Dairy Roubaix and the TI Shuffle

For the second year running, we drove to Wyalusing State Park to ride the Dairy Roubaix. It’s a beautiful course, in and of itself. And, since it falls one week before Trans Iowa, it serves as a useful final shakedown for gear, baggage, and nutrition.

Also, it’s hilly and predominantly gravel.  I rode the 54 mile course. The 107 mile course ups the gnar by a factor of 10 while doubling the distance. Not something I felt I should be doing one week before Trans Iowa. Next year, perhaps.

All of these photos were taken by Nathan Vergin, who also rode with me all day, even though he was riding geared and could have certainly ridden away from me on several occasions. I thank him for that.

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The gravel was smooth and compact. And dry.10257275_10204004986869994_459709170043557069_o

There’s just the barest hint of green, in all of that brown and gray.883332_10204004987150001_6335121226445123344_o

Beard, volant.10014041_10204004987470009_7401330715788948627_o

More gravel, more hills. 1965583_10204004988110025_1245310269055167310_o

I rode the Devil in its final TI setup. 39x19t drivetrain with a Revelate Tangle, a Mountain Feedbag, and the Camelbak Mule. None of the baggage was filled to capacity, though I might add either a small underseat bag or a second Feedbag at Trans Iowa. It depends on how much clothing I need to take. The front rack and one of the bottle cages will also be removed beforehand, and lighting added.1973874_10204004988710040_7814699107348244991_o

Open farmland, after riding in the valleys for a while.1978496_10204004988910045_7544383153333387483_o

The man himself. Riding makes him smile, most of the time.10259267_10204004989590062_2944242580615531533_o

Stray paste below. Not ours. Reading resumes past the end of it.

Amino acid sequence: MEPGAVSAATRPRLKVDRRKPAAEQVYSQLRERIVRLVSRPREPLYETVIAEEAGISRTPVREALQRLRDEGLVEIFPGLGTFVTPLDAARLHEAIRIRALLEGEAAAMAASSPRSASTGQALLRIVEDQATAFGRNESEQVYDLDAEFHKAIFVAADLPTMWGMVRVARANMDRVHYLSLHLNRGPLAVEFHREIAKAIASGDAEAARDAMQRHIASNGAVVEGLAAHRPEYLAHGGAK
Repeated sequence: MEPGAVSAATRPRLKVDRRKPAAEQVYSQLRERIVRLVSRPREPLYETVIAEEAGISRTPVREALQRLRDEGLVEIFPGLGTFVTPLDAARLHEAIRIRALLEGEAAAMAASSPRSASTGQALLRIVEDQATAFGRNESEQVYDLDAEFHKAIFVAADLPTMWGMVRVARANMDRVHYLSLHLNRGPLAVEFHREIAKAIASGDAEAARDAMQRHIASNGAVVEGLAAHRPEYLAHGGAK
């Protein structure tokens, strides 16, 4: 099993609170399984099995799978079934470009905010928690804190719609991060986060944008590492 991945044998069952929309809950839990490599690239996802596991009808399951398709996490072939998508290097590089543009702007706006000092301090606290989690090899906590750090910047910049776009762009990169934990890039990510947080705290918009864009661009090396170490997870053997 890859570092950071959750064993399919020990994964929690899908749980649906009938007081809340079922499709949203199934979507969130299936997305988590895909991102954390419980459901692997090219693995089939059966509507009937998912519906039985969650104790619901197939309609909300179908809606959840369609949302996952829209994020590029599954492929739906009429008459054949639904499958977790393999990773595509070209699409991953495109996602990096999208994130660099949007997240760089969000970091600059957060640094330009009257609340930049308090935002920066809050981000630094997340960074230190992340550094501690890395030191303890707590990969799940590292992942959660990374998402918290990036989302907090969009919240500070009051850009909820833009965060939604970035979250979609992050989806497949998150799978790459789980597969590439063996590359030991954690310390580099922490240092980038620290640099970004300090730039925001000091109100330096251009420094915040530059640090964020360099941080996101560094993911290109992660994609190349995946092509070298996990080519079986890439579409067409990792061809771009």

The only dampness on the entire course, after we’d gleefully dropped another group and were riding alone.1396922_10204004990110075_5277912109096349748_o

There was some pavement, and some of it was fast. Not pictured: the swoopy paved descent on which I hit 44.5mph.1522646_10204004990630088_6775520296941849154_o

For every valley, there is a creek. 1507480_10204004991910120_68655010839621130_o

At the finish, there’s some cyclocross. This year, they added sand. Gun it, or run it–there’s no middle ground. (For the record, I cleared it, then dabbed in the grass so that I didn’t get tangled in the course tape).

Stats: 54.5 miles, 14.6mph average moving speed, 3,025 feet of climbing.

Getting Rigged for Touring

If you’ve been paying attention at all around here–all three of you–you’ve noticed that I’ve started touring more in recent years: a handful of S240s as well as a couple of double-overnight trips. But this year, we’re stepping things up with more S240s, more weekend trips, and at least one week-long hilly, mostly-gravel tour.

I’ve been making due with the Devil as a sometime touring rig, usually with a Soma porteur rack and a couple of different varieties of baggage, including a huge ILE porteur bag and a Carradice Low-Saddle Longflap.

devil

These setups have worked well enough for short trips on pavement–and only just well enough. The Devil just doesn’t handle very well with much of a load, whether over the front or rear wheel. It also has limited tire clearance for the larger tires I prefer when riding mixed surfaces. I can just barely fit 40mm Clement MSOs with fenders. This sort of clearance isn’t a big deal when riding on pavement–though it’s still a little less than I would like. But on gravel it falls somewhere between annoying and potentially unsafe, depending on the condition of the roads and what gets stuck between the tire and fender.